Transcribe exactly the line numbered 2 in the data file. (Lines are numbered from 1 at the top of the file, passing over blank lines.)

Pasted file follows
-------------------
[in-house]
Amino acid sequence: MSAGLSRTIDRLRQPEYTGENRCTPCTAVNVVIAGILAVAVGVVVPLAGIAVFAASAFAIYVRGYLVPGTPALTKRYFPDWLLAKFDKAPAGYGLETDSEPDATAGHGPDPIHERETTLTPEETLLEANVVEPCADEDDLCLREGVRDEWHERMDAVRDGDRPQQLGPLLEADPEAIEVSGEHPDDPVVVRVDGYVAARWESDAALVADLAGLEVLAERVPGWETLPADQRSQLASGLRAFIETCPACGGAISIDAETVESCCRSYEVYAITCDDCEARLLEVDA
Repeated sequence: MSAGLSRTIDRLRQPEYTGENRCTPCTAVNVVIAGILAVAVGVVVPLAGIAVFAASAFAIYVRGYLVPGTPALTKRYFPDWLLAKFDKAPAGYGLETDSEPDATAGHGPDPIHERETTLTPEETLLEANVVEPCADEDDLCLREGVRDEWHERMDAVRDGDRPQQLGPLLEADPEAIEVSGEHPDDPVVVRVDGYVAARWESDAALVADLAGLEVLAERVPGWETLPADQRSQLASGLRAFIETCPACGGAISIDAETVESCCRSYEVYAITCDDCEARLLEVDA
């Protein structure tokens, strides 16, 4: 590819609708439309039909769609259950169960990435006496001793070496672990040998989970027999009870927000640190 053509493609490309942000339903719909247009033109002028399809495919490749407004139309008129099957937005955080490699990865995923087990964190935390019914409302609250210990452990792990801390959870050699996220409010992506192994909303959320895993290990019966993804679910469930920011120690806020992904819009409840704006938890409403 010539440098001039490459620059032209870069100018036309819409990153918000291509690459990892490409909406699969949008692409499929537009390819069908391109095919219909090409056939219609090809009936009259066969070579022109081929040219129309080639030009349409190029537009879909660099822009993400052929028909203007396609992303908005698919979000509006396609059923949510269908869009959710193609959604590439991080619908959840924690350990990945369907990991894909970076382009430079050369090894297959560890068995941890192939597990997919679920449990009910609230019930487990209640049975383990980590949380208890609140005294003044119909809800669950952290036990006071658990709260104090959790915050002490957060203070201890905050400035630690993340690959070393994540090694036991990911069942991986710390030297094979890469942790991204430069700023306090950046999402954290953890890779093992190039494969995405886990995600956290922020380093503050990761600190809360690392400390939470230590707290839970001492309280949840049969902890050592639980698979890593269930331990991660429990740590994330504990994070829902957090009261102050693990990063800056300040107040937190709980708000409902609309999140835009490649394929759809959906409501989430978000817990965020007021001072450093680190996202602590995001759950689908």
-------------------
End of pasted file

Amino acid sequence: MSAGLSRTIDRLRQPEYTGENRCTPCTAVNVVIAGILAVAVGVVVPLAGIAVFAASAFAIYVRGYLVPGTPALTKRYFPDWLLAKFDKAPAGYGLETDSEPDATAGHGPDPIHERETTLTPEETLLEANVVEPCADEDDLCLREGVRDEWHERMDAVRDGDRPQQLGPLLEADPEAIEVSGEHPDDPVVVRVDGYVAARWESDAALVADLAGLEVLAERVPGWETLPADQRSQLASGLRAFIETCPACGGAISIDAETVESCCRSYEVYAITCDDCEARLLEVDA